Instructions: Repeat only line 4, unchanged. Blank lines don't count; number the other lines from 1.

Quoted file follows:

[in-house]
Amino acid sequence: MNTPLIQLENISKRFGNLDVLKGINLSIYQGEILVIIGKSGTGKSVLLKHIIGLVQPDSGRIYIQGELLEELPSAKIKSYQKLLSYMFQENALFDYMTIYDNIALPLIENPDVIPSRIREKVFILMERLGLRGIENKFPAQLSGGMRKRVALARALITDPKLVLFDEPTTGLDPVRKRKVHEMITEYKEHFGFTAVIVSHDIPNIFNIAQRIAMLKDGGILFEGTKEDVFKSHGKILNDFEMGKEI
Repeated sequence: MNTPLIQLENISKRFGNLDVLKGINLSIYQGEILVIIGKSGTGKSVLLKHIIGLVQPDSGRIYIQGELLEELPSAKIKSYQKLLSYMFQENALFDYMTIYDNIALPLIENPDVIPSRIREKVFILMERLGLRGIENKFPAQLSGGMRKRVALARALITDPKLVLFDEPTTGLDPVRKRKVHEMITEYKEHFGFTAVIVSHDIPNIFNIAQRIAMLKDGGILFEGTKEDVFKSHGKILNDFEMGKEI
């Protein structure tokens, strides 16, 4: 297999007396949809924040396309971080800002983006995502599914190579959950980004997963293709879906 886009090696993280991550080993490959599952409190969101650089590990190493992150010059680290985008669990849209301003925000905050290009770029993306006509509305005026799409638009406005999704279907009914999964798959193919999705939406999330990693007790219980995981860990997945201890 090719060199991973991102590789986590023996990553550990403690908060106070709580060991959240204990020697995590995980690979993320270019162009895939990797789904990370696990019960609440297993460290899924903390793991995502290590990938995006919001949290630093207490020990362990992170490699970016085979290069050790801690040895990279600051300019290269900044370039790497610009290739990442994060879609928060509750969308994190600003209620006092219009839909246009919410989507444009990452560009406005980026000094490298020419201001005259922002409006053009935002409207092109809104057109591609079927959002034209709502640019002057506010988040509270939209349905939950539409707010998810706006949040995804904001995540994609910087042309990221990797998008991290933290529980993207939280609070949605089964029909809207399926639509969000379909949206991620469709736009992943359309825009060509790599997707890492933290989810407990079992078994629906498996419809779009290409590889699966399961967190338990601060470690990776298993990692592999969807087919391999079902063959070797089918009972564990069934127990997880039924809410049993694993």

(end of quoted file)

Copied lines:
């Protein structure tokens, strides 16, 4: 297999007396949809924040396309971080800002983006995502599914190579959950980004997963293709879906 886009090696993280991550080993490959599952409190969101650089590990190493992150010059680290985008669990849209301003925000905050290009770029993306006509509305005026799409638009406005999704279907009914999964798959193919999705939406999330990693007790219980995981860990997945201890 090719060199991973991102590789986590023996990553550990403690908060106070709580060991959240204990020697995590995980690979993320270019162009895939990797789904990370696990019960609440297993460290899924903390793991995502290590990938995006919001949290630093207490020990362990992170490699970016085979290069050790801690040895990279600051300019290269900044370039790497610009290739990442994060879609928060509750969308994190600003209620006092219009839909246009919410989507444009990452560009406005980026000094490298020419201001005259922002409006053009935002409207092109809104057109591609079927959002034209709502640019002057506010988040509270939209349905939950539409707010998810706006949040995804904001995540994609910087042309990221990797998008991290933290529980993207939280609070949605089964029909809207399926639509969000379909949206991620469709736009992943359309825009060509790599997707890492933290989810407990079992078994629906498996419809779009290409590889699966399961967190338990601060470690990776298993990692592999969807087919391999079902063959070797089918009972564990069934127990997880039924809410049993694993």